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Encouraging and enthusing children to try caving

JAA

Active member
As a long time caver I?d love to encourage my daughter who is 9 to come along on some easy trips! An outing yesterday had mixed results but was mostly positive!
Main worries seemed to be cold feet and self confidence!

I guess my question is, what are parents top tips for firing and maintaining an interest! She?s an adventurous little thing, but what are your top ?essentials?? Wet socks? Chocolate?

Does anyone know who supplies decent quality oversuit in kids sizes? When I started I think mine was from Daleswear but obvs they are long departed now sadly!

 

cap n chris

Well-known member
Warmbac manufacture XXS suit(s) in lightweight cordura. Camp manufacture dinky helmets which work well for children, as do Petzl. Warmbac adjustable (velcro) elbow pads double up as functional knee pads for small children. The main cost consideration for caving kit with children is that they grow out of it quickly and unless it's being used on an almost daily basis would end up being a false economy versus occasional hiring.
 

Mr Mike

Active member
I took my daughter down a mine when she was 3 for the 1st time, and have kept it up on a regular basis. I've found a picnic goes a long way especially if you take a gas stove down. Treats to keep energy up. Having another kid along also helps or one of your friends.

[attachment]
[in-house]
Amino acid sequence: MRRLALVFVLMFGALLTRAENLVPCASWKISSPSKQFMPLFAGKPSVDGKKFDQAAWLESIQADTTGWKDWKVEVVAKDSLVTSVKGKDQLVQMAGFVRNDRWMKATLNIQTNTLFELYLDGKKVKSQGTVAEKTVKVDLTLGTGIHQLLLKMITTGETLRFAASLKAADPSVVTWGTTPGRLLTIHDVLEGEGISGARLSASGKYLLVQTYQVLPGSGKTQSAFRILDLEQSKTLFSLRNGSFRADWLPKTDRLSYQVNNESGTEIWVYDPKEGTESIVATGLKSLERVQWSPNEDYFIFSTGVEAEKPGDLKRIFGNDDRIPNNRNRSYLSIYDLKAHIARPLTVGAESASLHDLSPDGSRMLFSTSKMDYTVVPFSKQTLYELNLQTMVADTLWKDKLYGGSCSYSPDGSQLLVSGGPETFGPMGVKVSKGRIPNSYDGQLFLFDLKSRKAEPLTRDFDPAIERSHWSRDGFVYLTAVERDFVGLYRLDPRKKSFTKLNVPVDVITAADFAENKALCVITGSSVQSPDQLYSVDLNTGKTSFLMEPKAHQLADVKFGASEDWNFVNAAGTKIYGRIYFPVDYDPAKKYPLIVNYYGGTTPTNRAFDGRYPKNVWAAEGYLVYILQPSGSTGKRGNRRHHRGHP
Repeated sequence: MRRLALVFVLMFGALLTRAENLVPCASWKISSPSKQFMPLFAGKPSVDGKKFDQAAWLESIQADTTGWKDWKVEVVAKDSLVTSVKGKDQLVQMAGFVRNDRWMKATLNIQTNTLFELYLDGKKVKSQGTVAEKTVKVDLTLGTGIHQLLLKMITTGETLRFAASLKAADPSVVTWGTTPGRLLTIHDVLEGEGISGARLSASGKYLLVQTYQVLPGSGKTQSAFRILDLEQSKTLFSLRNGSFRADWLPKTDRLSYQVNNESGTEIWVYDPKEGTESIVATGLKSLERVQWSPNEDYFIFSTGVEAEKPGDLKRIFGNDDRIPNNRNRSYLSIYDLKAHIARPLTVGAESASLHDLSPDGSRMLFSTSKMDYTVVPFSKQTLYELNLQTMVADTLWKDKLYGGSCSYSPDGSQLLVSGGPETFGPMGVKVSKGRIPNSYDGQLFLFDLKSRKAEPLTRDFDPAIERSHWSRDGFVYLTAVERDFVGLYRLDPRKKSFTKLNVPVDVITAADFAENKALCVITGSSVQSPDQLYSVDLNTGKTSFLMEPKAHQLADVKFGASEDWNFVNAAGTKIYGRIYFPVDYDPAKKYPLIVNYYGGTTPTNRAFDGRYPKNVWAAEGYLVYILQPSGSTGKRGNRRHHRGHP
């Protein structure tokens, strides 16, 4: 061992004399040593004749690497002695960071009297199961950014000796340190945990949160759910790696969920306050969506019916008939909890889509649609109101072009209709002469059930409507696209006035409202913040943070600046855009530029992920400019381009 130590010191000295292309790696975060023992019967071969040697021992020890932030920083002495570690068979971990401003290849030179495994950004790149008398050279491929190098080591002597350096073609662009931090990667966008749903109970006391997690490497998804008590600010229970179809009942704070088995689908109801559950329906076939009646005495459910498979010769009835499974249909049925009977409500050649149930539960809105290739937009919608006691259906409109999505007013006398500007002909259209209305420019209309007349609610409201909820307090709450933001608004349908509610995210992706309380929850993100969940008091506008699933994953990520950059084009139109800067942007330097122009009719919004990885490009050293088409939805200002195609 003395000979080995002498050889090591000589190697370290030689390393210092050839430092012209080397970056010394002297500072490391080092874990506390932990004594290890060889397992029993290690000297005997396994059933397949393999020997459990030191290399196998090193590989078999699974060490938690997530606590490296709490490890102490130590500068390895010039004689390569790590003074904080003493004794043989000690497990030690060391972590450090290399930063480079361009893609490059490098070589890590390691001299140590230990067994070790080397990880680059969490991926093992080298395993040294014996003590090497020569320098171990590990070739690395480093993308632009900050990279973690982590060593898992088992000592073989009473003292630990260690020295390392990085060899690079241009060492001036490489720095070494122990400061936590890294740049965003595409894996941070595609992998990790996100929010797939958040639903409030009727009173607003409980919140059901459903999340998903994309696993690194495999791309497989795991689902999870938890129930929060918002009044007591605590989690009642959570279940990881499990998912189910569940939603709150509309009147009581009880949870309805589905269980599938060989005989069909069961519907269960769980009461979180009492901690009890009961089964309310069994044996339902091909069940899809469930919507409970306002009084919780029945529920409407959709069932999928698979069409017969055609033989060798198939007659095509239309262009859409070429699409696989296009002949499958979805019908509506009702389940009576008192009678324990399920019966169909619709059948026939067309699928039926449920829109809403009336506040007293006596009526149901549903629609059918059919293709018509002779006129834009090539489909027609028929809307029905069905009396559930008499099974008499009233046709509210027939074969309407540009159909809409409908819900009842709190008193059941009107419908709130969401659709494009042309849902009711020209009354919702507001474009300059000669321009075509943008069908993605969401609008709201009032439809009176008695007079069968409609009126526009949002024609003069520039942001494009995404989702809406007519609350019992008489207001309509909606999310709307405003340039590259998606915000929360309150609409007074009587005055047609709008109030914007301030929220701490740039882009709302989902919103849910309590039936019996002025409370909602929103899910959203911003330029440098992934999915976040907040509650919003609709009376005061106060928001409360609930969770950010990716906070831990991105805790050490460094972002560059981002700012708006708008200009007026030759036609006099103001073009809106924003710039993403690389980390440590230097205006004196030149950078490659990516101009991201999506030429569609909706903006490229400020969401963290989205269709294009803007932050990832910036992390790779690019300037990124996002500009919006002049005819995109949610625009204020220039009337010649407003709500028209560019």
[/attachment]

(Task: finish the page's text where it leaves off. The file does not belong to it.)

Taking a survey and showing them progress / getting them to route find is another bonus to keep interest up.

Not always possible, but also being in a bigger group boosts the pack mentality - they see everyone going through the same obsticles etc... and that I find giddies them along especially if they are not confident on some things.

Gear wise - wellies with thick socks. I've used fleece top and old waterproof jacket. Pants have always been cheapo ski pants, which also helps pad things and keep warm. Bike helmet with my spare fenix HPL55. Gloves as well, dipped ones to keep the wet at bay. I've got away with this combo as it is mines that we go down, maybe not the best for wet caving.
 

Rob

Well-known member
Agree with lots of Mr Mike's thoughts. Taking friends is certainly good. Ours (younger than yours) like to have a handtorch as well. Adds to the fun, somehow.

For gear, we just use boiler suits (if it's a dry cave) or waterproof trousers and coats if a bit wetter. Certainly wouldn't spend lots of money on caving oversuits that they will quickly grow out of, but maybe we're just tight.
 

JAA

Active member
Oh I?m Yorkshire tight don?t worry! At the moment she has a cheap waterproof suit from Amazon which will do for now! Have ordered a fleece balaclava as well.
Defintely agree that friends help. We went yesterday with friends kids and if they hadn?t been there she would have bailed out, but keeping up with her new friends kept her going!
Good idea on the survey to follow, I think she would like that!